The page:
Nora told me of tsunamis and earthquakes that wrecked her town and collapsed half of her house in 2009. Lim told me the long history of tension between the Indonesians and Chinese-Indonesians. I told them what it was like to grow up in an American high school.

And as we sat in our little United Nations booth, nestled against the window of the top floor of this bookstore cafe, surrounded by books and the scents of coffee and the distant lightning, I couldn’t help but practically buzz from happiness.

The three of us brought such a variety of experience to the table and also such a curiosity that the conversation never lulled, never got boring, never dull. We talked about things we cared to hear and there with this electric energy shared between us.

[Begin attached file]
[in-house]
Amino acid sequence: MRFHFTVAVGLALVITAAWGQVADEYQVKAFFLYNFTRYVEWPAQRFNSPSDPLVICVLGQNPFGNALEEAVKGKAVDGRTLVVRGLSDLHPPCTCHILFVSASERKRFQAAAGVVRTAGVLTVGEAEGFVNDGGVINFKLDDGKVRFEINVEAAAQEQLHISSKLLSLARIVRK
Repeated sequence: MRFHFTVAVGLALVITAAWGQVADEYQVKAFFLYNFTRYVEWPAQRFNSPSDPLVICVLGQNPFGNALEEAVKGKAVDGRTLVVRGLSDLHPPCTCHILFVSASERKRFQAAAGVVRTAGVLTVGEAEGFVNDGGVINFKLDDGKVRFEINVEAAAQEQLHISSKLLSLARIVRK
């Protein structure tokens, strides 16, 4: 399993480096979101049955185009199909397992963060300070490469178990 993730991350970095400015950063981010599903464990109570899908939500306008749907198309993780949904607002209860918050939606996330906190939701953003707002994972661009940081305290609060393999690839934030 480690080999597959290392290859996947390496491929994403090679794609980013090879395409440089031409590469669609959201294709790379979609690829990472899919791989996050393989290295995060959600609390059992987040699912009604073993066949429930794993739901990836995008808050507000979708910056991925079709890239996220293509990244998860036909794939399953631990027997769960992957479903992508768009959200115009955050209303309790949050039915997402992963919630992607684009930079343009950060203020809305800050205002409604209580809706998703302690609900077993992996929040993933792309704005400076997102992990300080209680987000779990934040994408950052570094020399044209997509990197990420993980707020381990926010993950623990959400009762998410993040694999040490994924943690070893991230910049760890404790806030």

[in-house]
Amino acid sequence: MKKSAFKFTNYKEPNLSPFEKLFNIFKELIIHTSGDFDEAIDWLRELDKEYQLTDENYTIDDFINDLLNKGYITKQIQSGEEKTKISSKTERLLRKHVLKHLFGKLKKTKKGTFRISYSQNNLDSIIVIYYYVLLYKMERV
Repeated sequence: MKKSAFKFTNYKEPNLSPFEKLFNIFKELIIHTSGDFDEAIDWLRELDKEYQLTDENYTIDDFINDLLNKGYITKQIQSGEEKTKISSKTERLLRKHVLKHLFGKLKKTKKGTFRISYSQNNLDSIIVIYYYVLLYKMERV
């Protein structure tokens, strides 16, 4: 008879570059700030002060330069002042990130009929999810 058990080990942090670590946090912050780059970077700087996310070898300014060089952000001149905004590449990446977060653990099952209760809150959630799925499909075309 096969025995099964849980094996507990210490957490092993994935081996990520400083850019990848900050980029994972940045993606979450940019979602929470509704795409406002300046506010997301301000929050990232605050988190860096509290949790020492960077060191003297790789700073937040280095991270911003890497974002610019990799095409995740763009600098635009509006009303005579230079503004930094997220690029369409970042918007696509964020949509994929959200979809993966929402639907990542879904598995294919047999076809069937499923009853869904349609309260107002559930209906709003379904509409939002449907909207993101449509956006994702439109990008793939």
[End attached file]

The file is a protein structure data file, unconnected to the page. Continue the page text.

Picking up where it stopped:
I was nervous about making friends. I thought, before coming here, what if we don’t have anything in common and they aren’t interested in me? What if all the teachers are married and uninterested in befriending a hopelessly ignorant single girl who seems to have an inability to commit to anything longer than a few months? What if they have better things to do than be friends with me?

The safe thing for me, the comfortable thing, is to be alone. To explore on my own. To spend hours upon hours writing and reading. I enjoy being alone. I enjoy going at whatever pace I set for myself. This is safe zone.